I once had breakfast belly up to the bar at a dive somewhere in the middle of nowhere in the Spanish countryside wearing only a pink Victoria’s Secret night shirt. This may not be going where you think it’s going.
I studied abroad in London during my junior year of college. I lived in a flat not far from Kensington Palace in distance but about as far as you can get from Kensington Palace in size and décor. I shared this two-bedroom fourth floor walk-up flat with three great friends 23 years ago. They are still great friends today.
Two of the friends and I traveled together throughout much of Europe for a month during our university’s holiday. (I am speaking with a British accent in my head as I type this, and I just sat up straighter in my chair.) These friends — we will call them Tracy and Jill because those are their names and they said I could use them— and I planned out our trip in advance in as far as choosing the cities we would visit and a general time frame for when we would visit them. That was about it. We packed efficiently for the trip rolling our jeans, leggings, flannel shirts, turtlenecks, t-shirts, and I my pink Victoria’s Secret night shirt, into our oversized framed backpacks which quite possibly weighed more than we did. We shared one copy each of a dog eared 1995 Fodor’s Europe and Let’s Go Europe guidebook book in lieu of any portable online resources that had yet to be invented.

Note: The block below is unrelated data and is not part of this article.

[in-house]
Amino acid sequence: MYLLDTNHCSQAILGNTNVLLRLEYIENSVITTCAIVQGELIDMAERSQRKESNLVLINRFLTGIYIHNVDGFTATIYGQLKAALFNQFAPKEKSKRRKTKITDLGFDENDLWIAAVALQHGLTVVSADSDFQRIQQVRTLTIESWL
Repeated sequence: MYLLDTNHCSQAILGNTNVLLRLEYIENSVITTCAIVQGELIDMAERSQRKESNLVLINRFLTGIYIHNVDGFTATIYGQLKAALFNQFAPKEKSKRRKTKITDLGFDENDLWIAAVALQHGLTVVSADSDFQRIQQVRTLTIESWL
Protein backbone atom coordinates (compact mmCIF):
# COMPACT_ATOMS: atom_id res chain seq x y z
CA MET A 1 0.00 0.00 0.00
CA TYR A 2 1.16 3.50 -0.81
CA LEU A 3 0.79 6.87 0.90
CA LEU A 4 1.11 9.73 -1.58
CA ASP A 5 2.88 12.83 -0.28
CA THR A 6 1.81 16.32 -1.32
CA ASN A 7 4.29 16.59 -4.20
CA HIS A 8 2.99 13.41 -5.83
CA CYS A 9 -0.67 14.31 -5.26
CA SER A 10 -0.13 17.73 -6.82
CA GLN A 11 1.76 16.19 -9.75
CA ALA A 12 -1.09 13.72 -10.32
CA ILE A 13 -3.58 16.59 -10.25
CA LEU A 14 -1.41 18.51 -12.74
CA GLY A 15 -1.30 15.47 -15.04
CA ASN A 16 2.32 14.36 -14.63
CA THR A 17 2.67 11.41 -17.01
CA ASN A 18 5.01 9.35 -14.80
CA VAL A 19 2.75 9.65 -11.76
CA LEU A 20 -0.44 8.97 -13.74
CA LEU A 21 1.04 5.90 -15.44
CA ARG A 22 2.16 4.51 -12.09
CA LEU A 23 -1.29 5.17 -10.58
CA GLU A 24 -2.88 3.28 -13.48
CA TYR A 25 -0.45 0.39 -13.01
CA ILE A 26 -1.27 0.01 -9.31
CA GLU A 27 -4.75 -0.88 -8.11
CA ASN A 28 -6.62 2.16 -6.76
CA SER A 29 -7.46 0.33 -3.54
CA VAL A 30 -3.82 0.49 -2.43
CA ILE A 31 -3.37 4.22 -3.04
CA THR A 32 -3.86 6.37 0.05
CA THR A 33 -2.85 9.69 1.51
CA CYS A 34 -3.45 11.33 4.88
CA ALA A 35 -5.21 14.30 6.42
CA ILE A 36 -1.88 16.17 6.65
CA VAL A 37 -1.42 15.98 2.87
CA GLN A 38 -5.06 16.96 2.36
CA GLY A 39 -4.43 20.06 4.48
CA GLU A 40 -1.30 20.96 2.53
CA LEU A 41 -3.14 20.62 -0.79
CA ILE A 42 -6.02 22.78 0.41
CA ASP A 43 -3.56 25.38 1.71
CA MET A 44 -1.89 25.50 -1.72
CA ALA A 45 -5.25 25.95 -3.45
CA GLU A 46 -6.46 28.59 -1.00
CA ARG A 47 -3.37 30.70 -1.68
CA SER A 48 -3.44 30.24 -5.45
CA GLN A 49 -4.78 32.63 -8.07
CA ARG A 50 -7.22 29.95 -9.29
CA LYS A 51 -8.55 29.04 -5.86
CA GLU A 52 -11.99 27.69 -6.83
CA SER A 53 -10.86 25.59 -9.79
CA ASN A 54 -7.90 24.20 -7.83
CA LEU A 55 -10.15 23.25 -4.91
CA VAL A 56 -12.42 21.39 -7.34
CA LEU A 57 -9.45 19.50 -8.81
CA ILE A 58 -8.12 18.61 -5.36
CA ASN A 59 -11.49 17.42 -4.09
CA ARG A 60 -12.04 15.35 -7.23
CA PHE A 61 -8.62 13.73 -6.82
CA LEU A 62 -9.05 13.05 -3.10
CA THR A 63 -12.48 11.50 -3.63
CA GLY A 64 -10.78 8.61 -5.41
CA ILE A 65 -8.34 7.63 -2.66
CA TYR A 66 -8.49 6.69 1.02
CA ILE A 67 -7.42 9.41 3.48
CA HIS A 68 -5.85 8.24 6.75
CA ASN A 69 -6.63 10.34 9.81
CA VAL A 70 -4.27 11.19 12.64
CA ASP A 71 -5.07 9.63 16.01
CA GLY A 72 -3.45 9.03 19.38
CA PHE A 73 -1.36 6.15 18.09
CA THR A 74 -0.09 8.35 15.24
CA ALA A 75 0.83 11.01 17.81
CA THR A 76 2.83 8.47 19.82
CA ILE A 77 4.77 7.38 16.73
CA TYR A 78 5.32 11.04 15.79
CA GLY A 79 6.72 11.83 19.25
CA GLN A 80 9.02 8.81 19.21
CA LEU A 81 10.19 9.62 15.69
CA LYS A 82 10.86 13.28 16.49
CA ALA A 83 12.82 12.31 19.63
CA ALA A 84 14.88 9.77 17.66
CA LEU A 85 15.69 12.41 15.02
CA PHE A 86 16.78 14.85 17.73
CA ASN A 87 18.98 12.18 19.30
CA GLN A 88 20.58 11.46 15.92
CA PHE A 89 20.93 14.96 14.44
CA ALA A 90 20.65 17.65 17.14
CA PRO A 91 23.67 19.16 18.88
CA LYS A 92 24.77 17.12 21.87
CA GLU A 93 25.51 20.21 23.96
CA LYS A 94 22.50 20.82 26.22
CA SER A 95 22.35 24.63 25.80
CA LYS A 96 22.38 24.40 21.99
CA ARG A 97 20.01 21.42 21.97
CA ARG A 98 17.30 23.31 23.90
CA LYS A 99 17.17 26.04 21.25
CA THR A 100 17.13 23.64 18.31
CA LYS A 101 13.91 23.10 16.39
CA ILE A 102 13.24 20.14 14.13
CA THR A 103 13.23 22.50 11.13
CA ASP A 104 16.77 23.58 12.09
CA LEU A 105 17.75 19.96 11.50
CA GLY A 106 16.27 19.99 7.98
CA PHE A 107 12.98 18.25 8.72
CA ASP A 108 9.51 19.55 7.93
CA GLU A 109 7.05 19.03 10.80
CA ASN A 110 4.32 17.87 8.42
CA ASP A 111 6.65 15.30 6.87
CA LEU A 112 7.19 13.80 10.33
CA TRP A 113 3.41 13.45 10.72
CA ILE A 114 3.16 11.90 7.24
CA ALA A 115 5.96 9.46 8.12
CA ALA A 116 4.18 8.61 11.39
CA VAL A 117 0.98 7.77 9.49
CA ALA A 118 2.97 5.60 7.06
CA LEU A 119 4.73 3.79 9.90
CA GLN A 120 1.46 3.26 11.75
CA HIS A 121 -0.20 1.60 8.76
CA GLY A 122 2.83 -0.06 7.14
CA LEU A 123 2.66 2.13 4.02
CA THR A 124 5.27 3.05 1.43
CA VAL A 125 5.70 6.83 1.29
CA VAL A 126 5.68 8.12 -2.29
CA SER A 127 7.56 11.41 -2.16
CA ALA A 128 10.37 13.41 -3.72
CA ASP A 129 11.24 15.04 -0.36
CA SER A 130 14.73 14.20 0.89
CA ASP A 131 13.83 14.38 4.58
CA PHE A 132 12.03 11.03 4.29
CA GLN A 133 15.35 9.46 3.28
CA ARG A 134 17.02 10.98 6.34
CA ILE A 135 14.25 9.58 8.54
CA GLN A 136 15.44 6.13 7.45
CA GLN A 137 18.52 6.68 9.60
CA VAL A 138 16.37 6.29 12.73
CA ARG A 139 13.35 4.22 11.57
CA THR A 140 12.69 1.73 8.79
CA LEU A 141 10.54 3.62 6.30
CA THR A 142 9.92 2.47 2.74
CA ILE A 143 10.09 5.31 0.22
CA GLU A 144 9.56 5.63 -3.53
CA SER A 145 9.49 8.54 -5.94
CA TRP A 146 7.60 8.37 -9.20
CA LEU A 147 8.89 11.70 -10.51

We stayed in hostels throughout Spain, France, Switzerland and Italy often sharing rooms with strangers – many European travelers, several Australian and a few Americans. We slept with our passports and traveler’s checks secured in our canvas and velcro wallets on strings hanging from our necks to ensure that our stranger roommates would not steal our most precious and necessary valuables.
We shared one overnight train car from Seville to Barcelona with one tough looking, large Spanish stranger who smoked and told us he was in the F-ing army. We made little conversation with him and less eye contact. Our train car had two sets of mini bunkbeds decorated with thin itchy blankets. Tracy and Jill shared one set, and I shared the other with the F-ing army guy. He chose the top bunk. I settled into the bottom one for the six plus hour train ride.
In a not so well thought out move, I changed under my itchy thin train blanket out of my jeans, bra and t-shirt into my super soft and worn in light pink Victoria’s night shirt. It was hot in the train car. I wanted to be cozy and get a good night’s sleep thinking ahead to touring the Gaudi architecture in Barcelona the following morning. I dozed in and out of sleep that night imagining, or perhaps dreaming, that our train had stopped and was no longer moving.